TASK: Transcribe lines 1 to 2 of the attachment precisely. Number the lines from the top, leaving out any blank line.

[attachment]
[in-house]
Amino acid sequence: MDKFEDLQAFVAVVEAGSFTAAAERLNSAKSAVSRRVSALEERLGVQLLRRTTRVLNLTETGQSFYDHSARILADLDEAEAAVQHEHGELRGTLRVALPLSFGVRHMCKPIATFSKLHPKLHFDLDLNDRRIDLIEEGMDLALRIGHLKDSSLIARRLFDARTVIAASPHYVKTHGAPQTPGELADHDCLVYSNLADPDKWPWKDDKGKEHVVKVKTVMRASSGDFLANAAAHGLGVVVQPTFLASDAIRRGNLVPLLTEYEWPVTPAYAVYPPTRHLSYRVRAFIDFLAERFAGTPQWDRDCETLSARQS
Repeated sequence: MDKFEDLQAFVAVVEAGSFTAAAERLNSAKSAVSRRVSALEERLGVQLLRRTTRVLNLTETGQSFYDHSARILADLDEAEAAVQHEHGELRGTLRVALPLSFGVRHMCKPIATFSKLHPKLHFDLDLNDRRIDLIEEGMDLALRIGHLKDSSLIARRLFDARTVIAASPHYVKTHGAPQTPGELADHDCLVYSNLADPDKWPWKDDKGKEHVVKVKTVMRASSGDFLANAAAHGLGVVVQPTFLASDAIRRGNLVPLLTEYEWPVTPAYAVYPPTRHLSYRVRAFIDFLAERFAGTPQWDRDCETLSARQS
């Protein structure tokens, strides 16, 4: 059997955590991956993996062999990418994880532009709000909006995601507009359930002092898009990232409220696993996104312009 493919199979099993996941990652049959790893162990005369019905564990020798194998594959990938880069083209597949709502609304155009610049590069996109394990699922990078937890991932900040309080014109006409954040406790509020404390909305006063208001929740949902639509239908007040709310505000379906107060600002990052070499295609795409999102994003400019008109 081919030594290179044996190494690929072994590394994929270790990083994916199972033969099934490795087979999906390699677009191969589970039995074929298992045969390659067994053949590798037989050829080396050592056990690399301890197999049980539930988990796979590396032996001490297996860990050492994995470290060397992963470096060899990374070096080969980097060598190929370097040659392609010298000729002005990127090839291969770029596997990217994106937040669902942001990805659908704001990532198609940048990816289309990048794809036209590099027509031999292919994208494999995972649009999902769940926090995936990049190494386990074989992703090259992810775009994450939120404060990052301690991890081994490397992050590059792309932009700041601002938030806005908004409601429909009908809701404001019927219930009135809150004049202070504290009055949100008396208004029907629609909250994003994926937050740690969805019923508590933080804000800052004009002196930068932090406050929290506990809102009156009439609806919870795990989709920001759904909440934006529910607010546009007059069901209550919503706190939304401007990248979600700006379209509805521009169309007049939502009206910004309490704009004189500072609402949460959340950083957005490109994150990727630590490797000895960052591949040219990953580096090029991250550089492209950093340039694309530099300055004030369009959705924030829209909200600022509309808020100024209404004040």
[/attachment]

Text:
[in-house]
Amino acid sequence: MDKFEDLQAFVAVVEAGSFTAAAERLNSAKSAVSRRVSALEERLGVQLLRRTTRVLNLTETGQSFYDHSARILADLDEAEAAVQHEHGELRGTLRVALPLSFGVRHMCKPIATFSKLHPKLHFDLDLNDRRIDLIEEGMDLALRIGHLKDSSLIARRLFDARTVIAASPHYVKTHGAPQTPGELADHDCLVYSNLADPDKWPWKDDKGKEHVVKVKTVMRASSGDFLANAAAHGLGVVVQPTFLASDAIRRGNLVPLLTEYEWPVTPAYAVYPPTRHLSYRVRAFIDFLAERFAGTPQWDRDCETLSARQS